Comprehensive and consistent test design rule checks for RTL and gate-level let designers flag testability issues early in the design phase and then apply these same checks after synthesis to verify consistency between the RTL and gate-level. The most common violations related to controllability of clocks and asynchronous set/reset signals can be resolved during synthesis with automatic “fixing” of the violations as needed. These fixes do not compromise design goals because the test logic is synthesized based on the design constraints.
Power problems during test can delay ramp-up to volume production and cut into profit margins. In a solution that combines test with design implementation, the test logic and the ATPG engine work in tandem to circumvent power issues, reducing power consumption during test to levels below your specified power budget. For low-power designs, the compression logic is transparently disabled during mission mode to minimize its power, and power management cells inserted as needed, minimizing the number of cells to reduce area impact.
When the test logic is synthesized, congestion optimizations reduce the occurrence and severity of routing congestion hot spots that can occur when a large number of internal scan chains connect to the compression logic. Synthesizing a design with less congestion minimizes iterations by making it easier to perform a “clean” route without design rule or design timing violations.
Although design and test goals may be fundamentally different, as stated at the outset, they need not be in direct conflict after all. Because test functionality has become increasingly entangled with design functionality, achieving better design-for-test now requires an approach based in synthesis to enable faster and more predictable results for both design and test.
Arif Samad is VP of Engineering in the Test Automation Group of Synopsys, Inc.
Information about Synopsys' activities at International Test Conference 2010 can be found here.
Great comments from everyone. I work with Arif at Synopsys and we meet often with design teams from different companies. We are encouraged by the trend to consider test as part of the design (indeed - it is), and surprised to find that some teams still consider and execute it as a seperate activity.
We agree that 'test' is essential, high value, and can be accomodated as an integral part of the design process starting with synthesis.
Hank, I totally agree that "test" is not something that foisted onto the "design" -- it is an integral part of the design.
It is essential to get test engineering & design engineering talking to each other very early in the project, so there are no surprises or misunderstandings about test capability and cost. Designers also need to learn that the test engineer is their friend. When something is not working, you will be SO glad you have the fault coverage, the BIST, the test buses to bring out internal signals, the JTAG, etc.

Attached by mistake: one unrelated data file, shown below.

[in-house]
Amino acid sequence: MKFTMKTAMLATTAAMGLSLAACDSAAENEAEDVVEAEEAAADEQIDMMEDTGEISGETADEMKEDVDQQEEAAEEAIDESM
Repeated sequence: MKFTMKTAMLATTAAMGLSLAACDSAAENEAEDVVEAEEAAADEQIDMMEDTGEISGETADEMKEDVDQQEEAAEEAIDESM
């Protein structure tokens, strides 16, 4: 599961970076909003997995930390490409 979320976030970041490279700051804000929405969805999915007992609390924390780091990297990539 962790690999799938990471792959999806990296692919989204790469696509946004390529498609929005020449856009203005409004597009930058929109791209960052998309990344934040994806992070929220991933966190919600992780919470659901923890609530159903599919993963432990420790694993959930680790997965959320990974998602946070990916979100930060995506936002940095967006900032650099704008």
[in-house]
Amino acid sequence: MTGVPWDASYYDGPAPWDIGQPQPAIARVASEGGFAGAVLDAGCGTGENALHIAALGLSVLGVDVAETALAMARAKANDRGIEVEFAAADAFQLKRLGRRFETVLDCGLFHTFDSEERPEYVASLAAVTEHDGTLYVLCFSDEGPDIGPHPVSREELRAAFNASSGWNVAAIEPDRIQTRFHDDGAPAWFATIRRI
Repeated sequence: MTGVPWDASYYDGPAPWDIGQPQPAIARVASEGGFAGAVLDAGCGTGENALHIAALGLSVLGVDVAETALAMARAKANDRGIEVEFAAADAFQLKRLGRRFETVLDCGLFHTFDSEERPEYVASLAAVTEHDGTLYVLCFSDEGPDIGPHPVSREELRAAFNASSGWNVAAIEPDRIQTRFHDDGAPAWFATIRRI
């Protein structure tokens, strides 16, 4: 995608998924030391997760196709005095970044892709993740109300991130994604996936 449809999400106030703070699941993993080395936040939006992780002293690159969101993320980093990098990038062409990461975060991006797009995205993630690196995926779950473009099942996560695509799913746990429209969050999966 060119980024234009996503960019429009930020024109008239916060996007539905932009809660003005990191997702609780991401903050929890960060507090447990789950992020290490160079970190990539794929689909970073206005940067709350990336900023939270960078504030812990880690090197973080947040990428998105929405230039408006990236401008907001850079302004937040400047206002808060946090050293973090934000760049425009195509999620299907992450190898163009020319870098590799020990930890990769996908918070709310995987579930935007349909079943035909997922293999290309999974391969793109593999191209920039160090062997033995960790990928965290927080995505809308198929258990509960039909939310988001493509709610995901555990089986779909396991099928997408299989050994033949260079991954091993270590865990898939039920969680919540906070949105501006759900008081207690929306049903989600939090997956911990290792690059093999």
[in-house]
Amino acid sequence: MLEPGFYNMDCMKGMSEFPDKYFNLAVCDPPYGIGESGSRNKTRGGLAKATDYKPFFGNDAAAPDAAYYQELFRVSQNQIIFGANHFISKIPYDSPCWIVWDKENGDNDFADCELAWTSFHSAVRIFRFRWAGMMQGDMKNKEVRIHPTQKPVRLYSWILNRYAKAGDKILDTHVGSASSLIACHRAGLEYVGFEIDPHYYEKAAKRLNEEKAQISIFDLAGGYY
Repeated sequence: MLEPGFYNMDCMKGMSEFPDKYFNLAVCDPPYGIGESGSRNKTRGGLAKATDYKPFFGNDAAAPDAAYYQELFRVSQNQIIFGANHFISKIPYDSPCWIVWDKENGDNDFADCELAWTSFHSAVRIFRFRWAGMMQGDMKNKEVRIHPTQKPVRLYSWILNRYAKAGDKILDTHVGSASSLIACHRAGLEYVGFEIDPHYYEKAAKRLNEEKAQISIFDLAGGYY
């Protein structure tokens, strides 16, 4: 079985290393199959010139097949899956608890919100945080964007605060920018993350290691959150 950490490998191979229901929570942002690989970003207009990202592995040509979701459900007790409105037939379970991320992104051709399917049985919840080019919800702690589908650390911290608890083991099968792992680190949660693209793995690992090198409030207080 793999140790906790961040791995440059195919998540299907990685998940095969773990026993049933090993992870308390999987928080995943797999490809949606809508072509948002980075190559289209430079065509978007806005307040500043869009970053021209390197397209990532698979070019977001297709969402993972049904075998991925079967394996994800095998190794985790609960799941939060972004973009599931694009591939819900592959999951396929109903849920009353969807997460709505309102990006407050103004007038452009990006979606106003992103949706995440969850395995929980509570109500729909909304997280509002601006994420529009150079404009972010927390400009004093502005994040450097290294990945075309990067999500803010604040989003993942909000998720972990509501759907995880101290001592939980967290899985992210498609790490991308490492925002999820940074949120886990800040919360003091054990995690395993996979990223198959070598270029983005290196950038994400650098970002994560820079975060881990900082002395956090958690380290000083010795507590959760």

I don't quite understand why the author so emphasized the point about inserting test logic at the RTL level, before synthesis. Haven't we all been doing this for at least the last 10 years? It's been a long time since I've seen anybody use "bolt-on methods" -- for exactly the reasons the author states.
While I agree with these comments, I think the slant is that "test" is something foisted onto the "design". As was said long ago, customers won't pay much if the chips aren't tested, and they won't pay if the manufacturing test cost is too high. So test is every bit as much a design constraint as functionality, area, power and delay. Design would be so much easier if we didn't have to worry about test, but it would be so much easier if we didn't have to worry about area, delay or power either.
The article does not mention the fact that the fundamental properties of DFT - controllability and observability - are also useful for debug, which is also a design requirement.
This is a thoughtful article concerning the increasing need for DFT in the author's design domain. It is part and parcel of a larger problem, though. That is the desire to perform hardware and software design simultaneously. Once called co-design, this activity was something of a chimera except in special cases. Modern design tool chains, however, can support co-design by providing a platform that can either simulate hardware or incorporate hardware in loop for both the control electronics and the "plant", the hardware being controlled. This comes at a price: the tool chain isn't cheap; a fair amount of training is needed to use the tool set effectively, and there is no single tool chain that will bridge the spectrum from IC design through, say, turbine engine FA controllers. Still, tool chains do exist, and it seems to be more important from day to day to employ them on large and even medium-size designs.
I agree with the over all picture of DFT and design being two orthogonal objectives leading to complexity in design cycle. Not only the time line or schedule, we pay price on chip overall functionality too e.g. due to DFT the clock scheme get even complicated leading to suboptimal Clock tree synthesis which means more power while phone is operating or more heat up when processor is operating.